May 31, 2020

Looking back

Looking back to late February and early March in Seattle, we had messaging from some of the virologists at our research institutes that wondered if the virus had actually been circulating for 6 weeks or more which meant that the numbers of infected were about to explode. Microsoft and Amazon immediately had their employees start working from home. The medical community started gearing up for a huge surge. Soon, the schools were closed and the city shut down and the surge never exploded. We were lucky. This article in the New York Times explains what happened and the differences in the outbreaks in New York and Italy. For Seattle, the urgency of the specter of the virus silently spreading was lifesaving. The conjecture about when it really did arrive has been confusing over the past few months. I think this article clarifies the situation. And let me reiterate. We were lucky because of those early analyses. I expected overwhelmed hospitals and ICU’s.

For me, I see the confusion with my patients and the results of their COVID-19 antibody testing. Many patients think they had it- an unexplained illness with cough and other symptoms in either January, February or March. But so far, everyone of my patients that had symptoms in January and early February that I have tested, are negative for antibodies, only one positive so far in late February and a handful in March. Interesting results that are in line with these analyses.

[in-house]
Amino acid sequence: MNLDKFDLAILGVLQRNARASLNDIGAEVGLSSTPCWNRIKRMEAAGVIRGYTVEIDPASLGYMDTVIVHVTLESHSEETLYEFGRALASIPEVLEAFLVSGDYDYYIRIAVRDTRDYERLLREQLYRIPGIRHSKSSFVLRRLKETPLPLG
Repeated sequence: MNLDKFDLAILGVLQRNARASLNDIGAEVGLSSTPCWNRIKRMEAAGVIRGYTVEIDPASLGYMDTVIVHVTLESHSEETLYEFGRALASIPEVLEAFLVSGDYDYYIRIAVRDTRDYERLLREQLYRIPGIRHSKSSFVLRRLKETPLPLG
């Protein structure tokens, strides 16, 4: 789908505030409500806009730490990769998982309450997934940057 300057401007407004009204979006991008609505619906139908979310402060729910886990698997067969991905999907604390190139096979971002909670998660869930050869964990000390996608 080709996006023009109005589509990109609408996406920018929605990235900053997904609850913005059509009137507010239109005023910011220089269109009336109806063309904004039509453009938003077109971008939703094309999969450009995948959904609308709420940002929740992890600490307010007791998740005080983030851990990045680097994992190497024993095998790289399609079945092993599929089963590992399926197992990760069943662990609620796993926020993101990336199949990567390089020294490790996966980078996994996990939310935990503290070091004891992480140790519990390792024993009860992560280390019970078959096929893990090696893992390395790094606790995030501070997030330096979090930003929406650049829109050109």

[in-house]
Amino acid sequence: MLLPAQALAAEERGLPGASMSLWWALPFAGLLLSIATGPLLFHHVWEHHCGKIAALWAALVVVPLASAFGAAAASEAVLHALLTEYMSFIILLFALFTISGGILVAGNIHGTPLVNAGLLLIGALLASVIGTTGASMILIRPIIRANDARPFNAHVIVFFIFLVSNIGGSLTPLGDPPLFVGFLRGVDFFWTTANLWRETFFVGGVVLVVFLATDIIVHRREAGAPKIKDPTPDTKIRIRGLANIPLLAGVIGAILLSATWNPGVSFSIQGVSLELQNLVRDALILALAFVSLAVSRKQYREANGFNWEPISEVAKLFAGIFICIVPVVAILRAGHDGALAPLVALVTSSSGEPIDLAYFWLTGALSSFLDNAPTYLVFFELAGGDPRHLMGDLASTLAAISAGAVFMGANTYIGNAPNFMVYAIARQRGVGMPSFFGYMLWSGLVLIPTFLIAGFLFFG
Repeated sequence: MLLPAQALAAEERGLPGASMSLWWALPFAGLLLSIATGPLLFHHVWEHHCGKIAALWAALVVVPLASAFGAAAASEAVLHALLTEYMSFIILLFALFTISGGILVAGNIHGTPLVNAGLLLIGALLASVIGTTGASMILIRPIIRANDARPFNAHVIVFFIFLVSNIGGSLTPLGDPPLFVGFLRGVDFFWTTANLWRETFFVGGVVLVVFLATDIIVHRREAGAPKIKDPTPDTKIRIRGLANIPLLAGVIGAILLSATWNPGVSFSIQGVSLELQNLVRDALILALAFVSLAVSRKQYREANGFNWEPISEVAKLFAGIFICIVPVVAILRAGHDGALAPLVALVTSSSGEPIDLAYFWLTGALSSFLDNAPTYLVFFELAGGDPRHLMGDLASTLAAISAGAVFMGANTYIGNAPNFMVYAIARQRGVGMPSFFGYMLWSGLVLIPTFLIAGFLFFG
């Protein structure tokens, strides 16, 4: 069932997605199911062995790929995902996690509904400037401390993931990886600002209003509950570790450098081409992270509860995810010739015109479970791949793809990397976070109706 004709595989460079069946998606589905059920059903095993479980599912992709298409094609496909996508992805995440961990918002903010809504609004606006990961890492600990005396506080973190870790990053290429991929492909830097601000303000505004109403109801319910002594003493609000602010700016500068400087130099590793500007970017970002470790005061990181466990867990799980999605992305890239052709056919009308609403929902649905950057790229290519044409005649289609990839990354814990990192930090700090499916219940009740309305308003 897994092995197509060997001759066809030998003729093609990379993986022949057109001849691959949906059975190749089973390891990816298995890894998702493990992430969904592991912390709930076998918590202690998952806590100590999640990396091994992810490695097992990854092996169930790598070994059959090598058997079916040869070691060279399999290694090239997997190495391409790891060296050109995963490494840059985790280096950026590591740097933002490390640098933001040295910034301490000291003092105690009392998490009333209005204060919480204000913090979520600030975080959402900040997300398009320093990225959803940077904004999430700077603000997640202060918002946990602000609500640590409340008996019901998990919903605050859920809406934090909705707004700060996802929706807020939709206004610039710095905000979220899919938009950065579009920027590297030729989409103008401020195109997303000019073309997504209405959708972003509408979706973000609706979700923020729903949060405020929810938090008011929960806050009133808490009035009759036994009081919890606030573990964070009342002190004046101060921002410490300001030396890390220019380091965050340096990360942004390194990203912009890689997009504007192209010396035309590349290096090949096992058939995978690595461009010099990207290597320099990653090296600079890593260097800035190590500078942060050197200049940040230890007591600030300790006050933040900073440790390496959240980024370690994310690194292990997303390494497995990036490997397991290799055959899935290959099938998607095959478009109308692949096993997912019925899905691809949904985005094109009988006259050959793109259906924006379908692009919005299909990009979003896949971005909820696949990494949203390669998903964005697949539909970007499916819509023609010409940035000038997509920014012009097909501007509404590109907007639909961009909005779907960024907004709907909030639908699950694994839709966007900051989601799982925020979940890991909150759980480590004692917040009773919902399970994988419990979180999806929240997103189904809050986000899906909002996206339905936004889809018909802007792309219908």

The big questions for the future, especially the fall, are about the return to school. We are learning more about transmission and symptoms in children, so these are good questions to consider, especially since the data shows that closing schools made a difference. Tough to think about closing schools again though.

But that is why mask wearing is important. I know that early on their effectiveness and usefulness was not clear, which gave mixed messages. Many people use that argument now to decline to wear a mask. This very good analysis in the reliable Annals of Internal Medicine supports that they decrease transmission and are effective. Data may help some that are reluctant to wear masks. I am looking forward to seeing how the masks protected the clients at the hair salon in Springfield Missouri who were exposed by the stylist. I am hoping that they cut down on infections.

We are all in this together, even more so with the divisions erupting in our country. Data helps, kindness is key, wearing masks is actually a gift to others and not a weakness. Anyone who says otherwise is suffering a lack of self esteem and concern for others. Concern for others besides just ourselves is how we move forward toward healing and recovery.

Wash your hands, cover your nose.

And finally, my caveat is that this is my experience and my opinions, which are subject to change as more information is available, and not related to the organization I work for. Thanks for reading.